The 1970s-1980s saw increasing unionism and radicalism in archaeology notably amongst the archaeologists of the DUA, who participated in countless marches and demonstrations, which saw banners being made by site staff to march against the Corrie anti-abortion Bill (Women’s March) on 28 October 1979. The front covers of the DUA newsletter ‘Radio Carbon’ dated June 1979 and March 1980 bear testament to this ingrained activism amongst the archaeological staff during this period.

Front cover of Radio Carbon for June 1979 (From Louise Miller)Front cover of Radio Carbon for June 1979
(From Louise Miller)

‘DUA on the March’: Front cover of Radio Carbon for March 1980 (From Nick Bateman)‘DUA on the March’: Front cover of Radio Carbon for March 1980
(From Nick Bateman)

In June 2008 twenty-nine years after the DUA strike of 1979, MoLAS archaeologists following the lead of their archaeological forebearers were once again standing on a picket line - this time outside the MoLAS offices at Eagle Wharf Road in Hackney, in protest at a derisory 2% pay award; less than half the rate of inflation; and thirteen months late. Significantly, it was the first time a strike extended across the entire Museum group, and the first ever strike at the Museum of London Archaeology Service and the Museum in Docklands. The strike was timed to coincide with the TUC holding a rally at the Central Hall in Westminster and a lobby of MPs, and received widespread media coverage, including a page spread in the Autumn 2008 issue of Rescue News.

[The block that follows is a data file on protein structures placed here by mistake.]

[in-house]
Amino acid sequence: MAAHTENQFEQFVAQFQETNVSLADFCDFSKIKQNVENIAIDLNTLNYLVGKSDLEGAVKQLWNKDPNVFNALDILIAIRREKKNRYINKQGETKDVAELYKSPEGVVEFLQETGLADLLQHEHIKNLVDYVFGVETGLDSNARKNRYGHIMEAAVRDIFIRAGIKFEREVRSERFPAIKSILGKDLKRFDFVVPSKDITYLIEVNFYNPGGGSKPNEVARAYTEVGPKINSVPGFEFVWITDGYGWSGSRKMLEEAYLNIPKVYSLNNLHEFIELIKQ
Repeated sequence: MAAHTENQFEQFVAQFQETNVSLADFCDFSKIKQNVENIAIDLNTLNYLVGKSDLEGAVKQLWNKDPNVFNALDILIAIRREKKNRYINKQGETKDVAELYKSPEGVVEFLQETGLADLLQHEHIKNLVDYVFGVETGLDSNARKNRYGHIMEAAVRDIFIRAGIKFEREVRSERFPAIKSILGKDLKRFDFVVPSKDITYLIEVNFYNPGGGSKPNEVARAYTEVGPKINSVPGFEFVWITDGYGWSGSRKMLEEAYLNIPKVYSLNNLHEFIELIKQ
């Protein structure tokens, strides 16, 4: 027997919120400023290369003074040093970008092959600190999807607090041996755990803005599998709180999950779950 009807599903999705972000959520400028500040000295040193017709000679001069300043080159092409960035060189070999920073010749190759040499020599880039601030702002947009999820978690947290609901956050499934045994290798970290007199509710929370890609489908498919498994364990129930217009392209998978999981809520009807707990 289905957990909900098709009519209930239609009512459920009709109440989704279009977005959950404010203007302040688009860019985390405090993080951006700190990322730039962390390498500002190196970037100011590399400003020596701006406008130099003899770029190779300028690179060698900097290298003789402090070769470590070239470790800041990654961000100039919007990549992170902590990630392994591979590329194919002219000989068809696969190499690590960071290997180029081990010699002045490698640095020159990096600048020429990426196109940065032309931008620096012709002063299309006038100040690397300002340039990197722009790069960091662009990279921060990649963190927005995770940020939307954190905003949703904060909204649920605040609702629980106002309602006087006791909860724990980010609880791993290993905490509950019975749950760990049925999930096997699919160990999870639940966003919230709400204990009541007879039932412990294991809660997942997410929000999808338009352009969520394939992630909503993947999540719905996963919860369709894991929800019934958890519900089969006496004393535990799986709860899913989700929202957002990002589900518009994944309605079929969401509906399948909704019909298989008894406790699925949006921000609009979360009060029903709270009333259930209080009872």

Picket line outside MoLAS in June 2008: featuring from left to right: Jez Taylor, Pete Cardiff, Ian Blair, Antony Francis, Bruce Watson, Bruno Barber, Rupert Featherby (Photo: Antony Francis)Picket line outside MoLAS in June 2008: featuring from left to right: Jez Taylor, Pete Cardiff, Ian Blair, Antony Francis, Bruce Watson, Bruno Barber, Rupert Featherby
(Photo: Antony Francis)

Having commandeered a bus from Hackney into Westminster MoLAS archaeologists mass with Museum of London staff under the Prospect banner outside the QE11 Conference Centre (Photo: Antony Francis)Having commandeered a bus from Hackney into Westminster MoLAS archaeologists mass with Museum of London staff under the Prospect banner outside the QE11 Conference Centre (Photo: Antony Francis)

Rescue News article detailing the combined MoLAS and Museum of London strike held on 9 June 2008Rescue News article detailing the combined MoLAS and Museum of London strike held on 9 June 2008

Sadly, eleven years later on 11th December 2019, the same age-old scenario of low pay and the lack of a meaningful incremental salary structure amongst the archaeological staff at MOLA, led to another one-day strike and picket lines. Forty years on from the strike outside the GPO Newgate Street site and the sad realisation that the struggle for a liveable wage and decent pay and conditions for London archaeologists was still a battle being waged.

** An acknowledgement and thanks should be made to all of the union reps who have selflessly stood up to the plate since 1974 and fought for the rights of the London archaeologists. It is testament to their collective efforts that so much has been achieved on behalf of the union members despite the many seemingly insurmountable obstacles that lay or had been placed in their way.

(RIP Angus Stephenson (1951-2023))